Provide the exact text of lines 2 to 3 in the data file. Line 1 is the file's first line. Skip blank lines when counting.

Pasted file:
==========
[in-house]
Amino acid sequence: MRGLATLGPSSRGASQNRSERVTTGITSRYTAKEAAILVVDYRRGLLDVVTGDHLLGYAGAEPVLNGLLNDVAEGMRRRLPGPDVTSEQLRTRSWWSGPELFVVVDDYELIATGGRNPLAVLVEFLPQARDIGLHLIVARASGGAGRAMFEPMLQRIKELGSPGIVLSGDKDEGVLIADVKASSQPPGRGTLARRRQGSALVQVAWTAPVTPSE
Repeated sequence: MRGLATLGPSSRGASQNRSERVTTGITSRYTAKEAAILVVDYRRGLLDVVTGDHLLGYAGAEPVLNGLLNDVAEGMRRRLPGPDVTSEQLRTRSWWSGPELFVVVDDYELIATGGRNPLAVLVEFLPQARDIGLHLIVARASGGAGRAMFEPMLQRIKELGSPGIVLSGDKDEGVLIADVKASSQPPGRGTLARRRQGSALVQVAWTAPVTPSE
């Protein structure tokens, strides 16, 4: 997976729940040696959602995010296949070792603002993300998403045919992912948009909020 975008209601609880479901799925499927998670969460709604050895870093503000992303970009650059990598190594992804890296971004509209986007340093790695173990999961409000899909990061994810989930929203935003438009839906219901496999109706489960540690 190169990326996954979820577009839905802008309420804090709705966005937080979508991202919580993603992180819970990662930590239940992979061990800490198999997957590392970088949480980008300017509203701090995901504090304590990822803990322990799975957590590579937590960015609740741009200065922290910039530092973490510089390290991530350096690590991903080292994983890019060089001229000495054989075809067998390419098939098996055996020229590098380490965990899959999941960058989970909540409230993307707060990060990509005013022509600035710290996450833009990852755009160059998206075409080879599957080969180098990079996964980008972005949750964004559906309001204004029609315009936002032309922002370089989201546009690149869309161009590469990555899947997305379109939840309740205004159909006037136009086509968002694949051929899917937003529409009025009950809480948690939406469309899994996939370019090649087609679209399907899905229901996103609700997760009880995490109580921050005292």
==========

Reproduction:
Amino acid sequence: MRGLATLGPSSRGASQNRSERVTTGITSRYTAKEAAILVVDYRRGLLDVVTGDHLLGYAGAEPVLNGLLNDVAEGMRRRLPGPDVTSEQLRTRSWWSGPELFVVVDDYELIATGGRNPLAVLVEFLPQARDIGLHLIVARASGGAGRAMFEPMLQRIKELGSPGIVLSGDKDEGVLIADVKASSQPPGRGTLARRRQGSALVQVAWTAPVTPSE
Repeated sequence: MRGLATLGPSSRGASQNRSERVTTGITSRYTAKEAAILVVDYRRGLLDVVTGDHLLGYAGAEPVLNGLLNDVAEGMRRRLPGPDVTSEQLRTRSWWSGPELFVVVDDYELIATGGRNPLAVLVEFLPQARDIGLHLIVARASGGAGRAMFEPMLQRIKELGSPGIVLSGDKDEGVLIADVKASSQPPGRGTLARRRQGSALVQVAWTAPVTPSE